Reframing cannabis: a scientific overview | Maria Vella

The time has come to reframe the situation. A regulatory legal framework will help our society move forward with evidence-backed, transformative public policy

The white paper ‘Towards the strengthening of the legal framework on the responsible use of cannabis’ as being proposed by the Maltese government sets out to debunk the myths and strip away the half-truths and noise in order to pave the way towards a regulatory legal framework on the use of cannabis in line with developments at EU level.

This regulatory legal framework is needed since cannabis – as is widely reported by scientists, social scientists, and economists, amongst other experts – has multiple positive medical and social attributes, yet a culture of fear remains due to lack of information. It has long been the most used and seized substance in Malta. As such, it is an issue that is here to stay and ignoring it is counterproductive on every level. The time has come to reframe the situation. A regulatory legal framework will help our society move forward with evidence-backed, transformative public policy.

For more than a thousand years, cannabis has been one of the most commonly used illicit drugs for both medicinal and recreational purposes. Its medicinal benefits have been widely acknowledged and documented. These include pain management, treatment of mood swings, anxiety and insomnia, and as an anti-inflammatory and anti-convulsant, amongst others. The research on the already-confirmed medical benefits of cannabis is still ongoing.

During the last century there has been a growing interest in cannabis since Prof. Raphael Mechoulam and his colleagues (1964) isolated and deciphered ∆9-Tetrahydrocannabinol (THC), the main psychoactive compound in the plant.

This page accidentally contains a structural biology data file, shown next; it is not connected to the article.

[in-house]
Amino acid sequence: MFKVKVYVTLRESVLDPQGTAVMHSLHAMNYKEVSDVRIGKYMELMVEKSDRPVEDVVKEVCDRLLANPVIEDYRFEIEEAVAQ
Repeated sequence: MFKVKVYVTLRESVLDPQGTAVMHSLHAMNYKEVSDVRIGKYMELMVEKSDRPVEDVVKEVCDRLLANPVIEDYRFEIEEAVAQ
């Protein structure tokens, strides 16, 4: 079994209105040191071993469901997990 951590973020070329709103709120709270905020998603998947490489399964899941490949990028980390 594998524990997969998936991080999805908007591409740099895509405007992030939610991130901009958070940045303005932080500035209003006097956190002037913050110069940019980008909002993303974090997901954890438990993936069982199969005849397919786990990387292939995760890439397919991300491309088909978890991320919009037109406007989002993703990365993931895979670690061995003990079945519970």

The cannabis plant has two main subspecies, Cannabis Indica and Cannabis Sativa, which can be differentiated by their physical characteristics. The Indica strains are short plants with broad, dark green leaves with higher amounts of cannabidiol compounds than that found in the Sativa strain, which in turn has a higher amount of THC compounds.

On the other hand, Sativa-dominant strains are taller plants with thin pale green leaves. It constitutes of an estimate of 426 chemical entities, 60 of which are cannabinoid compounds.

The roots and seeds do not contain any THC compounds, whilst materials from the dried stem typically contain 0.3% or less and the lower leaves less than 1% (Cannabis legislation in Europe, 2020). However, in female flowers and in plant hairs (the resinproducing trichomes), concentration of THC may reach up to 20% or more.

Cannabis potency is primarily evaluated according to a sample’s THC concentration.

This is the primary psychoactive cannabinoid in cannabis. The adverse effects after acute or regular cannabis use are in direct relation to THC concentrations in the product.

THC is the most known phytocannabinoid in the cannabis plant. Due to THC being the psychoactive compound in cannabis, it has been widely reported to be heavily involved with the body reward mechanism, resulting in a psychotropic high and possibly CUD (Cannabis Use Disorder) if unregulated (Pertwee et al., 2014; Barrie et al., 2017; Zehra et al., 2018; Kroon et al., 2019).

CBD is the second most prevalent phytocannabinoid in the cannabis plant. Differently from THC, CBD is a non-psychotropic phytocannabinoid, which at high dosages can modulate the intoxicating effects generated by THC (Jacobs et al., 2016). CBD is an antagonist of CBRs that can only interact indirectly to the latter receptors at high concentration.

Contrastingly to THC, CBD has been reported to bind to other non-CBR types of receptors albeit with low efficiency (Carrier et al., 2006; Cottone et al., 2013 & Pertwee et al., 2014).

As mentioned before, the contrast between the THC and CBD has also been highlighted as referred by the United Nations Conference for the Adoption of a Single Convention on Narcotic Drugs (1961).

Cannabis and cannabis resin were included in both Schedule I and Schedule IV of the 1961 Convention, putting cannabis in a specific category of hard drugs, such as heroin. However, in December 2020, they de-scheduled cannabis and its resin from Schedule IV and annotated the entry in Schedule I, wherein products with no more than 0.2% of THC are not under international control.

Maria Vella is chair of the cannabis technical committee